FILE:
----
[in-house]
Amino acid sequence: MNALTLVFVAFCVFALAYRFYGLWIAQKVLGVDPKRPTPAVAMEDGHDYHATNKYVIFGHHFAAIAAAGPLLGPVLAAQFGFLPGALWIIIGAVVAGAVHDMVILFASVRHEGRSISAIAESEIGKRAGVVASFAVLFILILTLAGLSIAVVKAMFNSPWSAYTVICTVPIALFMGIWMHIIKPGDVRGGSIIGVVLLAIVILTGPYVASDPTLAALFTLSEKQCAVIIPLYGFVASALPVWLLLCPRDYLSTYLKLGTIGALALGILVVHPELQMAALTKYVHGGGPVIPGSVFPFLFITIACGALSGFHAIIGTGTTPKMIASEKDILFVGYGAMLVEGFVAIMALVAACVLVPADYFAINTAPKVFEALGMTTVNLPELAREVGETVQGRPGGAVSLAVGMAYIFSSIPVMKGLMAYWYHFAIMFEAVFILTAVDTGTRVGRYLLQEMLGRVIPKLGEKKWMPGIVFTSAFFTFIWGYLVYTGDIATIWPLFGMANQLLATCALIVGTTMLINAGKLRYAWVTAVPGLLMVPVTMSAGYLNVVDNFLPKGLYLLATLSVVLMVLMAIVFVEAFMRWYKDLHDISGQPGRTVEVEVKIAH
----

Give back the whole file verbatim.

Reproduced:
[in-house]
Amino acid sequence: MNALTLVFVAFCVFALAYRFYGLWIAQKVLGVDPKRPTPAVAMEDGHDYHATNKYVIFGHHFAAIAAAGPLLGPVLAAQFGFLPGALWIIIGAVVAGAVHDMVILFASVRHEGRSISAIAESEIGKRAGVVASFAVLFILILTLAGLSIAVVKAMFNSPWSAYTVICTVPIALFMGIWMHIIKPGDVRGGSIIGVVLLAIVILTGPYVASDPTLAALFTLSEKQCAVIIPLYGFVASALPVWLLLCPRDYLSTYLKLGTIGALALGILVVHPELQMAALTKYVHGGGPVIPGSVFPFLFITIACGALSGFHAIIGTGTTPKMIASEKDILFVGYGAMLVEGFVAIMALVAACVLVPADYFAINTAPKVFEALGMTTVNLPELAREVGETVQGRPGGAVSLAVGMAYIFSSIPVMKGLMAYWYHFAIMFEAVFILTAVDTGTRVGRYLLQEMLGRVIPKLGEKKWMPGIVFTSAFFTFIWGYLVYTGDIATIWPLFGMANQLLATCALIVGTTMLINAGKLRYAWVTAVPGLLMVPVTMSAGYLNVVDNFLPKGLYLLATLSVVLMVLMAIVFVEAFMRWYKDLHDISGQPGRTVEVEVKIAH